What to Grow?

Seed catalogs_LAH_2733January. The start of a new year. The start of a new garden. As I contemplate my empty veggie beds, I feel like a race car driver waiting at the starting line. “Gentlemen (gentlewomen?), start your engines!”

This year is truly new in another way. We moved last year, and I no longer have a my huge veggie garden. I used to have twelve, 4ˈ x 12ˈ beds, plus four 4ˈ x 4ˈ herb beds, plus a series of 2ˈ wide border beds around the entire area, ideal for pole beans, peas, and perennials (lovage, currants, berries, asparagus). Now I have two, 4ˈ x 10ˈ raised beds. Two. Well, we intended to downsize, right?

Garden bed in January 2I tried to incorporate some edibles into the rest of the landscape—gooseberries along the back where their thorns won’t scratch, rhubarb in a mulched area near the lawn, and herbs in pots on our deck. But now, somehow, I have to fit all the vegetables I want to grow into 80 square feet. It seems impossible—good thing I like a challenge!

Since I can no longer try everything in the catalog that catches my eye (and taste buds), the first step is to prioritize. I have to step back and consider why I grow food in the first place.

As a gardener, I’d probably grow vegetables even if I never got to eat a single one. But since I do get to enjoy my harvest, my first question is, what do we love to eat? There’s no sense growing something we’re not overly fond of. It happens that Pete loves cucumbers (and I don’t), while I love eggplant (and he doesn’t), so I’m going to stick primarily to crops we both enjoy.

Next comes flavor—which veggies are far superior when home grown? Commercial growers have to consider ease of harvest, shelf life, and eye appeal. I don’t. So I will be growing tomatoes, and I won’t be growing onions.

lettuce_dbg_lah_1459Growing a garden doesn’t always save money—seeds and other supplies cost something too, and Colorado weather doesn’t always guarantee a harvest. But with limited space, I have to ask, which vegetables cost the most? Financially, it makes sense to grow gourmet lettuce, fresh herbs, and organic anything, and to skip the potatoes.

Finally, there’s the issue of space. Some crops take up more room than others. Some crops sit there all season for one harvest, while others are quickly in and out, or produce over many weeks. With that in mind, I won’t be growing corn, even though it’s so much better straight from the garden. And I won’t be growing pumpkins or melons, with their long vines and long days-to-maturity (plus they rarely ripen in time). I will plant pole beans and chard.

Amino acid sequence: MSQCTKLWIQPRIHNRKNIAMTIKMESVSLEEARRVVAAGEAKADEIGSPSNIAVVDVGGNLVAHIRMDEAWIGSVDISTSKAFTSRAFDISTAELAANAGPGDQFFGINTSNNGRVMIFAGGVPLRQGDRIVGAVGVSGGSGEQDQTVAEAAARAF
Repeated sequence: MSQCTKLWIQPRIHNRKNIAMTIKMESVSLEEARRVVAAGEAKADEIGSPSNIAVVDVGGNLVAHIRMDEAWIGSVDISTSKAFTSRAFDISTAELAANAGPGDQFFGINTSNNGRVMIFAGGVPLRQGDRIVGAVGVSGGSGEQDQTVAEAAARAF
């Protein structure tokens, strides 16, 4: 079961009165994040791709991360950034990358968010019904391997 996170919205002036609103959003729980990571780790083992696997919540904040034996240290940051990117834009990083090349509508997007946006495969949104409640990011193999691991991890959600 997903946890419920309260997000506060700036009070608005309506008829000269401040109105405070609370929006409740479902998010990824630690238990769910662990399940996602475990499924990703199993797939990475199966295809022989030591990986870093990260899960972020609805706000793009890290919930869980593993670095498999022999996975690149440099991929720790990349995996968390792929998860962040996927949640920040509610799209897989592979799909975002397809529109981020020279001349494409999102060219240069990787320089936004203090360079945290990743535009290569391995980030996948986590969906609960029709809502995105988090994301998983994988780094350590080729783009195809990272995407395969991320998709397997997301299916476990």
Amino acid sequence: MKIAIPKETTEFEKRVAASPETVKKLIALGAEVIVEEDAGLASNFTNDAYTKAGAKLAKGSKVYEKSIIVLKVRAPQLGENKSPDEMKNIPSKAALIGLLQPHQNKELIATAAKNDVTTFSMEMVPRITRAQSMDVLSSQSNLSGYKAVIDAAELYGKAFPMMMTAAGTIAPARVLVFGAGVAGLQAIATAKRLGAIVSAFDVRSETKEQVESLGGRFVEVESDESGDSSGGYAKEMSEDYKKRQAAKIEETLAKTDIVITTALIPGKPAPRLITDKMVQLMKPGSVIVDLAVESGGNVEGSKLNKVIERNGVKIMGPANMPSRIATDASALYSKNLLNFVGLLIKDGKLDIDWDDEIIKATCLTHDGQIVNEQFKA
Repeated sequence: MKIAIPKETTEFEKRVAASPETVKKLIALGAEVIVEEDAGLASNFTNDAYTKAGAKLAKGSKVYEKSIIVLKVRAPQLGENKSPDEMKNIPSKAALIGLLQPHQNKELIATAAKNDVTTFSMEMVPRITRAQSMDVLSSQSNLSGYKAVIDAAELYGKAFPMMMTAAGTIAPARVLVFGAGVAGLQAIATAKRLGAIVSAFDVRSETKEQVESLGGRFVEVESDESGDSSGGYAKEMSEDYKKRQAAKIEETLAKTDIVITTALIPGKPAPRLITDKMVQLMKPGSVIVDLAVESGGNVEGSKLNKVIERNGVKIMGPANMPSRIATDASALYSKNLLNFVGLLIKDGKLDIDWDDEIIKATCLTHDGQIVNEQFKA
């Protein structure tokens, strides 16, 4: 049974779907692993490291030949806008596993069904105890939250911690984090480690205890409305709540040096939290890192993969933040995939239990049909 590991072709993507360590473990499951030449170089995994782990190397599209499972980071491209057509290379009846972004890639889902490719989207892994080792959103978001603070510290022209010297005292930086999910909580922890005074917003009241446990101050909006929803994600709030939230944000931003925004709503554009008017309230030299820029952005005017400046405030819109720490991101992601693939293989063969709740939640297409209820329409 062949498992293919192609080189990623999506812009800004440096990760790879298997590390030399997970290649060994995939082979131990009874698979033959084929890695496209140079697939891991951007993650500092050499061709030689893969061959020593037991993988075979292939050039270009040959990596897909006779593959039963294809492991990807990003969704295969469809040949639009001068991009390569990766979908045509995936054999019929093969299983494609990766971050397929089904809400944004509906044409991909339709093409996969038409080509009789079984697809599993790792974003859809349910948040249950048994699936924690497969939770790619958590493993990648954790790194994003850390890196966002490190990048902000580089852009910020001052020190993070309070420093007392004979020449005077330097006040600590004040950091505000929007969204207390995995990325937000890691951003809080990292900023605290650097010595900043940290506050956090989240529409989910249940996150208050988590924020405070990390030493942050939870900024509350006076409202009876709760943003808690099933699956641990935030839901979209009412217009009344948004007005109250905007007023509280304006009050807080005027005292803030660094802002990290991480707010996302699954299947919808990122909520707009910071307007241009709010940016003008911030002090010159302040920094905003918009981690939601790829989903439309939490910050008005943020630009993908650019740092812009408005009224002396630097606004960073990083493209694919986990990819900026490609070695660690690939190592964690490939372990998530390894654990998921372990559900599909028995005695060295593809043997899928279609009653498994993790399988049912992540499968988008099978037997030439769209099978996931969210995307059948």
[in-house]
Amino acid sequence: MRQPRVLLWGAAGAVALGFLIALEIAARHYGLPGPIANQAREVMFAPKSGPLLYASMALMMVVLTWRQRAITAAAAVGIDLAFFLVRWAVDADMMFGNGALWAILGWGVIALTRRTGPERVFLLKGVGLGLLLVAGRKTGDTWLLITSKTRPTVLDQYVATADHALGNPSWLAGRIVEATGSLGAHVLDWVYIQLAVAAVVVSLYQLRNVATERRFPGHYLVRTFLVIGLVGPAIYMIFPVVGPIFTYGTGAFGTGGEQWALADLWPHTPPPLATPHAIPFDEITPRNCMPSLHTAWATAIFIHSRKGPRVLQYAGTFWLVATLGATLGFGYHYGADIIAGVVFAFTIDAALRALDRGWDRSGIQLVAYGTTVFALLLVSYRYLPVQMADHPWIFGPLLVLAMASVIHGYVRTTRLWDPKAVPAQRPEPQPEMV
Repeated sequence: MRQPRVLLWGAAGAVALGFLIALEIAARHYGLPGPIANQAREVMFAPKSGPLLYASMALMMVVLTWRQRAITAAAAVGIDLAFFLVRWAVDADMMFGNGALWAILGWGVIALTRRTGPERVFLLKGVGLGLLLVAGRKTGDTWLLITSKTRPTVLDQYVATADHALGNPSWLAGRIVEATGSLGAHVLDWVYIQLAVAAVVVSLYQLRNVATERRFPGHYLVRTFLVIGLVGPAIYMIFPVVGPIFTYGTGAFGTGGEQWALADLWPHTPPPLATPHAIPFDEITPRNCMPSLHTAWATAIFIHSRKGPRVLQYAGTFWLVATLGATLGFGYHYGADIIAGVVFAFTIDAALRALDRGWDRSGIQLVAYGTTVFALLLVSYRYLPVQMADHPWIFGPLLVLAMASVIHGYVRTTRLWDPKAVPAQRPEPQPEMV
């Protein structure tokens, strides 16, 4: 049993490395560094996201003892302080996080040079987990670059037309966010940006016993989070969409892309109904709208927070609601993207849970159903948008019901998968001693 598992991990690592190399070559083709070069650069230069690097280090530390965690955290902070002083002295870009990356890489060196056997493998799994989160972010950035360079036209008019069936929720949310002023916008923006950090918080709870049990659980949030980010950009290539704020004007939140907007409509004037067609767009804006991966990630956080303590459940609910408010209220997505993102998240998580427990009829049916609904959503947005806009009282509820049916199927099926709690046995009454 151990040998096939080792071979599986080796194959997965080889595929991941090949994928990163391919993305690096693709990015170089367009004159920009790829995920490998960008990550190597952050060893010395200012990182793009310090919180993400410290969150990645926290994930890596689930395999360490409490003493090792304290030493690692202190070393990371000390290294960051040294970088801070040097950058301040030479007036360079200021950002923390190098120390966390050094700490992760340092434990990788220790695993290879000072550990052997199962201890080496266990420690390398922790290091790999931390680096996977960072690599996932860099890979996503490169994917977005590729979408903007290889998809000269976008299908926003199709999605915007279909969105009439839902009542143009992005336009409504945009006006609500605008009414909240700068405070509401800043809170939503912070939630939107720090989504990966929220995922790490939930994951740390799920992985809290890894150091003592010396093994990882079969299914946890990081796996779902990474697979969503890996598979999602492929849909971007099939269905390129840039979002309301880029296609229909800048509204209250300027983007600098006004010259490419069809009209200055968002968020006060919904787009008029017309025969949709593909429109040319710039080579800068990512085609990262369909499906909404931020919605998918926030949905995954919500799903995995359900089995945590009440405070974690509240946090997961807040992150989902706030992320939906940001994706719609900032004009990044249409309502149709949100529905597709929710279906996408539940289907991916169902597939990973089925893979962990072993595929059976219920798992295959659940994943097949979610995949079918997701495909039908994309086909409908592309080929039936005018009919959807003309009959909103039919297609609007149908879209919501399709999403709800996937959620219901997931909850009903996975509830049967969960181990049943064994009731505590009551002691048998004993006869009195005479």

It’s time to order my seeds. Ordering early ensures I get the varieties I want, and quickly. What will I be growing in my two raised beds this year? (Most of the varieties listed below are available from my favorite seed company, Pinetree Seeds.)

  • Tomatoes: I only have room for one plant, so I’ll buy a seedling from the nursery. I’ll be looking for something both good tasting and very early.
  • Summer squash/zucchini: Easily available in the market, but I hate to pay for something so incredibly easy to grow! I’ll plant one “hill” that includes Magda, a mid-eastern zucchini with a firm texture and light gray-green skin, and Sunburst, a yellow scallop summer squash that I’ve had great success with over the years.
  • Pole beans: For years, I’ve been growing Emerite, a fast-maturing, prolific round green bean. You can harvest them as either a fillet bean or a plump pod, 8 inches long and very straight— making them easy to cut up in the kitchen.
  • Lettuce: I’m devoting at least half a bed to lettuce, and at least half of that will be a butterhead. I’ll also grow some loose-leaf varieties (I order Pinetree Mix), and a red leaf (I’m trialing Gabriella this year) for contrast in our salads. My favorite loose-leaf is Simpson Elite, but it’s getting harder and harder to find.
  • Basil: I use most of my basil to make pesto, so I stick with large-leafed types such as Lettuce Leaf. I also grow Sweet Dani, a lemon basil ideal for making the lime pistachio pesto sauce I spoon over grilled salmon.
  • Parsley: Tabouli is a household staple during the summer, and a sweet, tender, Italian-style parsley is essential. I particulary like Prezzemolo Gigante D’ Italia.
  • Chard: I’m allergic to spinach, so chard is our go-to green for lasagna, spanakopita, and mixing into salad greens or adding to soup. I ordered Sea Foam—it’s just green and white, but the catalog touted its taste and texture, which are my primary concerns.
  • Green onions: I stick them between plants that will eventually need more space, such as summer squash. Grown from sets, they’re in and out in a matter of weeks.
  • Beets: I never appreciated beets until I had them roasted. Oh my goodness. According to one study, hybrids turned out to be superior in both taste and ease of cultivation, but I really want the golden ones. Decisions, decisions. Turns out Touchstone is a golden hybrid. Bingo!

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